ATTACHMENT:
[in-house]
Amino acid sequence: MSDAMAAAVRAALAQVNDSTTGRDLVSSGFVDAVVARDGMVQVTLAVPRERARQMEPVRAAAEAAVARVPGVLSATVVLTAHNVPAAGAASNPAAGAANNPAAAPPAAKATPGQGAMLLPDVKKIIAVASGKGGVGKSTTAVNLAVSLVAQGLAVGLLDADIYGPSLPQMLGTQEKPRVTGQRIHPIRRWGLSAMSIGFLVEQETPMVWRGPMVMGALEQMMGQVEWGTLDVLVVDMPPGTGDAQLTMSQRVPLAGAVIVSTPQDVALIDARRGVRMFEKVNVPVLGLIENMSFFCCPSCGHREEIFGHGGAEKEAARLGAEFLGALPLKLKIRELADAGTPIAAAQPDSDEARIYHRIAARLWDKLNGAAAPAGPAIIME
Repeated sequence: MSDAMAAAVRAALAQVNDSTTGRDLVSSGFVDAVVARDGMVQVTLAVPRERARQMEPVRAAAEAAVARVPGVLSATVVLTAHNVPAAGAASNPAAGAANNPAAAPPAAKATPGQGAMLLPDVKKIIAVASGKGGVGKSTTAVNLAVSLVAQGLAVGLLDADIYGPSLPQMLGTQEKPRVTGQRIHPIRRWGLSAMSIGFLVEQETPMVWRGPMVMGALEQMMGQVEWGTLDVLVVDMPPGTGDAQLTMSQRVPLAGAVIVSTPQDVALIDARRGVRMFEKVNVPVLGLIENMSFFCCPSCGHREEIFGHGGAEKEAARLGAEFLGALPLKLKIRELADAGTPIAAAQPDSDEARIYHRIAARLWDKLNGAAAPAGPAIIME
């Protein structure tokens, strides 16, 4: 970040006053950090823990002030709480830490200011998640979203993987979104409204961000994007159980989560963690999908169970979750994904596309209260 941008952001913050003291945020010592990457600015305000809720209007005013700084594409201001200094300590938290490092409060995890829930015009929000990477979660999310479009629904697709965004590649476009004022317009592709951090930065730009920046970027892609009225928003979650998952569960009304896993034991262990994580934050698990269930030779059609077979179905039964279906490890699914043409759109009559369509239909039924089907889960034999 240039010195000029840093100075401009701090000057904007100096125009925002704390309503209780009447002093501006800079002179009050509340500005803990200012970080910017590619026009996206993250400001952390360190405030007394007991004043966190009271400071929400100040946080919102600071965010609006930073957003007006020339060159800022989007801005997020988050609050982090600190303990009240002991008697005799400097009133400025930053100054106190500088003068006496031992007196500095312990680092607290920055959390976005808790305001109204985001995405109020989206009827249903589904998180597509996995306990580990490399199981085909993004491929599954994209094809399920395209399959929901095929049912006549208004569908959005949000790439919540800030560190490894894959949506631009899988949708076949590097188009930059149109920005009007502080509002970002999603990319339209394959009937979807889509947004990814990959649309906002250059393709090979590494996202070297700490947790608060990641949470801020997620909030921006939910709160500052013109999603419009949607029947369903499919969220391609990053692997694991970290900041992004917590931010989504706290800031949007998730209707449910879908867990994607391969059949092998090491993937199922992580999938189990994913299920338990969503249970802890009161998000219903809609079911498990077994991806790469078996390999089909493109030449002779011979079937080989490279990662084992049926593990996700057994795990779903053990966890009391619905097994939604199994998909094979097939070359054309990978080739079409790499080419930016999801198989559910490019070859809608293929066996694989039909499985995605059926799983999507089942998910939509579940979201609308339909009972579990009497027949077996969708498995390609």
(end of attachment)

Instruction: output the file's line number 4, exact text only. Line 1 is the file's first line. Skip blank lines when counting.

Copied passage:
């Protein structure tokens, strides 16, 4: 970040006053950090823990002030709480830490200011998640979203993987979104409204961000994007159980989560963690999908169970979750994904596309209260 941008952001913050003291945020010592990457600015305000809720209007005013700084594409201001200094300590938290490092409060995890829930015009929000990477979660999310479009629904697709965004590649476009004022317009592709951090930065730009920046970027892609009225928003979650998952569960009304896993034991262990994580934050698990269930030779059609077979179905039964279906490890699914043409759109009559369509239909039924089907889960034999 240039010195000029840093100075401009701090000057904007100096125009925002704390309503209780009447002093501006800079002179009050509340500005803990200012970080910017590619026009996206993250400001952390360190405030007394007991004043966190009271400071929400100040946080919102600071965010609006930073957003007006020339060159800022989007801005997020988050609050982090600190303990009240002991008697005799400097009133400025930053100054106190500088003068006496031992007196500095312990680092607290920055959390976005808790305001109204985001995405109020989206009827249903589904998180597509996995306990580990490399199981085909993004491929599954994209094809399920395209399959929901095929049912006549208004569908959005949000790439919540800030560190490894894959949506631009899988949708076949590097188009930059149109920005009007502080509002970002999603990319339209394959009937979807889509947004990814990959649309906002250059393709090979590494996202070297700490947790608060990641949470801020997620909030921006939910709160500052013109999603419009949607029947369903499919969220391609990053692997694991970290900041992004917590931010989504706290800031949007998730209707449910879908867990994607391969059949092998090491993937199922992580999938189990994913299920338990969503249970802890009161998000219903809609079911498990077994991806790469078996390999089909493109030449002779011979079937080989490279990662084992049926593990996700057994795990779903053990966890009391619905097994939604199994998909094979097939070359054309990978080739079409790499080419930016999801198989559910490019070859809608293929066996694989039909499985995605059926799983999507089942998910939509579940979201609308339909009972579990009497027949077996969708498995390609």